Date Created: 01/08/1990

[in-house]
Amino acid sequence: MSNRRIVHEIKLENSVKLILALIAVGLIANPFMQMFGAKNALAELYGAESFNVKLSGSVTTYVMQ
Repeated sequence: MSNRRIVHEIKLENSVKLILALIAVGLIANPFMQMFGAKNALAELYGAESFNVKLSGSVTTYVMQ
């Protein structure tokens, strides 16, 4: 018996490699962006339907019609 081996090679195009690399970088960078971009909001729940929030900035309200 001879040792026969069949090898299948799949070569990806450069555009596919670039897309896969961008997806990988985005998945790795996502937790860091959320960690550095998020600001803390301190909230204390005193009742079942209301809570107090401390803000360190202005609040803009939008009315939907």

Description: Hope Kelly reports on the annual reenactment on Patriot's Day of the ride of American Revolutionary leader William Dawes. Kelly notes that Dawes's ride is overshadowed by that of Paul Revere (American revolutionary leader). Dawes began his ride to Lexington in 1775 from the site of the First Church of Roxbury. Tom Plant (Roxbury historian) organizes the annual reenactment at the First Church of Roxbury. Plant and others in colonial costume participate in the reenactment. Interview iwth Plant and Butch Redding (Roxbury resident) about the reenactment and the rich history of the Roxbury neighborhood. Kelly reports that many historians overlook the sacrifices made by black soldiers during the American Revolution.